RE: training for new DBA's

From: Ric Van Dyke <>
Date: Mon, 3 Feb 2014 16:07:16 -0600
Message-ID: <>

Roger that Wayne, you're talking about "just in time" training and training retention. It would be great to be like the movie Matrix where we could just "up-load" the training needed at that moment directly into our cranial cavity (need to fly a helicopter, just a second.... there ya go!)  

When I train I hope that something approaching 30-50% of the training will be used soon after training and that the rest they will have at least a decent recollection of so they can refer to the course material when it comes up. Ultimately a course in the long term is only as good as the course material. If it can't serve as a reference guide after class, then it's value is rather limited.  

After all it's pretty much impossible to know exactly what a student will need or not in the near or far term. Sure there are basics that are pretty constant, but even some of those can vary depending on the site.  

My main point is that we all get the best training in the "class room". Where a group of folks are able to interact and learn not just from the instructor but from each other as well. One on one might sound like a good thing, but all of my best classes (where folks get the most out of them) is where it's a group from about 5 to 15 or so.  

I realize that budgetary constraints are there and not something we can avoid. Just like with pretty much everything in life, you get what you pay for. I know for me one week of training was worth over a year of trying to learn on my own.  

  • Ric

From: Wayne Smith [] Sent: Monday, February 03, 2014 4:25 PM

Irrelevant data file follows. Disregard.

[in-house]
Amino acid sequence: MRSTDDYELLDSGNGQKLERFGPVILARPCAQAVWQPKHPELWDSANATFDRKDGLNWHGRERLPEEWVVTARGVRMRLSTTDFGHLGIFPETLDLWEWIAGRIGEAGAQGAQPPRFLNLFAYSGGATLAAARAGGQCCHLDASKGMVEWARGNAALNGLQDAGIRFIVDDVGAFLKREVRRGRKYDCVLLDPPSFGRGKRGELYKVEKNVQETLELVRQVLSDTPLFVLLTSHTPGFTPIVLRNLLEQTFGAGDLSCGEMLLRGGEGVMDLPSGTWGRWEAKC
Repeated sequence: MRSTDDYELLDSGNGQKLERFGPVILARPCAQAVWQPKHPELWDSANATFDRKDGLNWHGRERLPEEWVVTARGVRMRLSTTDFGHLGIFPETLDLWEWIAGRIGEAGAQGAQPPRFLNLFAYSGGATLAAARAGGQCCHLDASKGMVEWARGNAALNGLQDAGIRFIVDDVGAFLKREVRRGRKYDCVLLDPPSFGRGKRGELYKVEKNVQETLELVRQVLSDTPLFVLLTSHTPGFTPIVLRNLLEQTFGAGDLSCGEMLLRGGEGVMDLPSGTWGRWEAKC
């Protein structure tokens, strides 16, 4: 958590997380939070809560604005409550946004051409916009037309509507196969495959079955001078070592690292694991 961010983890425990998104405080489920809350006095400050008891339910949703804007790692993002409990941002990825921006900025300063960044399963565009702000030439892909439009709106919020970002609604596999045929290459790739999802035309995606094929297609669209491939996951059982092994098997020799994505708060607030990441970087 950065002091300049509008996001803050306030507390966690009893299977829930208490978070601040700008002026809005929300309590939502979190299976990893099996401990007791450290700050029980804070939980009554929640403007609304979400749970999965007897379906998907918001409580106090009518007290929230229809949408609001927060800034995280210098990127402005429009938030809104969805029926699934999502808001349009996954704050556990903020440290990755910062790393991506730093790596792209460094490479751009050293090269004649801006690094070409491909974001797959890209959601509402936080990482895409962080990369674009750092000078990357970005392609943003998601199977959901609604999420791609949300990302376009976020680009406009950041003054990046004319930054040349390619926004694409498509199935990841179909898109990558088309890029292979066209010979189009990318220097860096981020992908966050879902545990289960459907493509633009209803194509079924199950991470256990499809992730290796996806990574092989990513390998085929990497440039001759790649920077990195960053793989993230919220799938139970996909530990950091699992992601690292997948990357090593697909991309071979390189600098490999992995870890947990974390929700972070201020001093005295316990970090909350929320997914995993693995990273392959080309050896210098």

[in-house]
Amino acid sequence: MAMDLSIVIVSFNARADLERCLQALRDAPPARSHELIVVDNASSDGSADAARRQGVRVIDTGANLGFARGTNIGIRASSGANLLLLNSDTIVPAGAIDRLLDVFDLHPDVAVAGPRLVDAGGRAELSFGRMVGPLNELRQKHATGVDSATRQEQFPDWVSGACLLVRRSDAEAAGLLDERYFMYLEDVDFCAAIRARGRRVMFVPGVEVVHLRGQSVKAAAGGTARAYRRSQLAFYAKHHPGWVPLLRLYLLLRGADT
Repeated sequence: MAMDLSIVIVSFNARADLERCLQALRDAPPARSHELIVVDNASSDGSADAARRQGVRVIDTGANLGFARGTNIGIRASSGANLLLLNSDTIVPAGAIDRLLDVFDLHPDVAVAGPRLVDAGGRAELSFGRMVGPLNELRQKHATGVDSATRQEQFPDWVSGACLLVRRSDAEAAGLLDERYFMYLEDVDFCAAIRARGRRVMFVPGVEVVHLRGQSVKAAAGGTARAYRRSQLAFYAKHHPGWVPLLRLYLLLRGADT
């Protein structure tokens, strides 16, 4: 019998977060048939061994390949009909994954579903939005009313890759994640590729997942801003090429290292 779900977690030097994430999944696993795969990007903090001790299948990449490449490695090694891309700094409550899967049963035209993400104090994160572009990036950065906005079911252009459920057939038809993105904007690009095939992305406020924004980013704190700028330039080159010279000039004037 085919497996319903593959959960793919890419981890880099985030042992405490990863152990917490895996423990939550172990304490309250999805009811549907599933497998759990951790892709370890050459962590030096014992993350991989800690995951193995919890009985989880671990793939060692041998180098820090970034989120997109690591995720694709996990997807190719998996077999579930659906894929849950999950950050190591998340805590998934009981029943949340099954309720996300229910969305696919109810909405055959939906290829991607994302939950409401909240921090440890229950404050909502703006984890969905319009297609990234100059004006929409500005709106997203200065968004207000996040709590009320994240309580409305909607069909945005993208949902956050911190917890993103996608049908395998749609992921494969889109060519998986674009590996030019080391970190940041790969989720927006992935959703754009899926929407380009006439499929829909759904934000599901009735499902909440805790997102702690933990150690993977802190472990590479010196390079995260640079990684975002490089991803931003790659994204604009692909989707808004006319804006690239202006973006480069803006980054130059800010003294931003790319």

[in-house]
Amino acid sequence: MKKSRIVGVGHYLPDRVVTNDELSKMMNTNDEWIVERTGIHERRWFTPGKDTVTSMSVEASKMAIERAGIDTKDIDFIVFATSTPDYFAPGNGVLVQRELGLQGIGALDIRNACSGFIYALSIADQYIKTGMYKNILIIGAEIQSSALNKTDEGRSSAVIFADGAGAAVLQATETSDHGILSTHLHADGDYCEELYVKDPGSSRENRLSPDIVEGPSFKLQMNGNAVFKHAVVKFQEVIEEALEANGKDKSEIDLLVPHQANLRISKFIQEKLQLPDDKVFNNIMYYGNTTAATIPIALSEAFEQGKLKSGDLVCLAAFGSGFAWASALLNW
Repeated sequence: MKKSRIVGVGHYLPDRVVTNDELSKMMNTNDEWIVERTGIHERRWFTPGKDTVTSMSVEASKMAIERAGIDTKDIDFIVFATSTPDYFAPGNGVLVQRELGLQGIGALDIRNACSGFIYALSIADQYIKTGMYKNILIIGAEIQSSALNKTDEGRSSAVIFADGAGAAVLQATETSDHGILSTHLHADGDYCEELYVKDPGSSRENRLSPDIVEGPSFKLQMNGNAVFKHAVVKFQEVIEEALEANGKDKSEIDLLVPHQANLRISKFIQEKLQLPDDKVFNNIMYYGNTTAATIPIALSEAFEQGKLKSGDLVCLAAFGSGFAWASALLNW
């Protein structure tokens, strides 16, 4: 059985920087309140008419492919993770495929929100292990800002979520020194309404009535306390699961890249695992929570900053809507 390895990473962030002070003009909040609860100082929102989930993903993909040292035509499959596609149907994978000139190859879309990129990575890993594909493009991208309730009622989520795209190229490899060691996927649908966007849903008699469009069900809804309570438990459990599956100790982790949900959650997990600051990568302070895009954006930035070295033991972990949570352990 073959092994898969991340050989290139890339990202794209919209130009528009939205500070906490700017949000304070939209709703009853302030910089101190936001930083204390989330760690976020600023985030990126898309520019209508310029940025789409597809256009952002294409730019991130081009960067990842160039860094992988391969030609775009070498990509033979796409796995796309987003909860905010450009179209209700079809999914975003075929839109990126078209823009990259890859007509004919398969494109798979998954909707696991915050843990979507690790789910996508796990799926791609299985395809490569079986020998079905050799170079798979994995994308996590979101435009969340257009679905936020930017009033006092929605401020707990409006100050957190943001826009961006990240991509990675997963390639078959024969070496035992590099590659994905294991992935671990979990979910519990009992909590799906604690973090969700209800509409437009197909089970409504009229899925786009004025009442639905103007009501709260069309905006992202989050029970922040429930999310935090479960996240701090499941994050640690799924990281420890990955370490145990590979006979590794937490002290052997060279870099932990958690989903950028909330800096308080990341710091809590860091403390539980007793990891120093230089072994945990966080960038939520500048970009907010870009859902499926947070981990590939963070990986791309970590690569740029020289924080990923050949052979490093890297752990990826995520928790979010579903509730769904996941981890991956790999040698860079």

To: Ric Van Dyke
Subject: Re: training for new DBA's  

Thanks for the comments, Ric! My points were twofold and not far from yours, I think. First, the training has to take into consideration the skills of the trainee. Second, the company probably has immediate and near-term needs, so the initial training should be tailored to them.

If my trainee was a sysadmin, the training would be a lot different than if she was a database developer. If my immediate need was for a DBA with application awareness or security considerations or installations or performance, ... the training of interest and order of training will vary considerably.

As an example, if I send a trainee to school on OEM install and config, but the trainee won't be putting it to use for another year, large portions of that time/money would be wasted. Learning is good ... using that knowledge is good for the company and great for knowledge (and trainee) retention.

Cheers, Wayne

Received on Mon Feb 03 2014 - 23:07:16 CET

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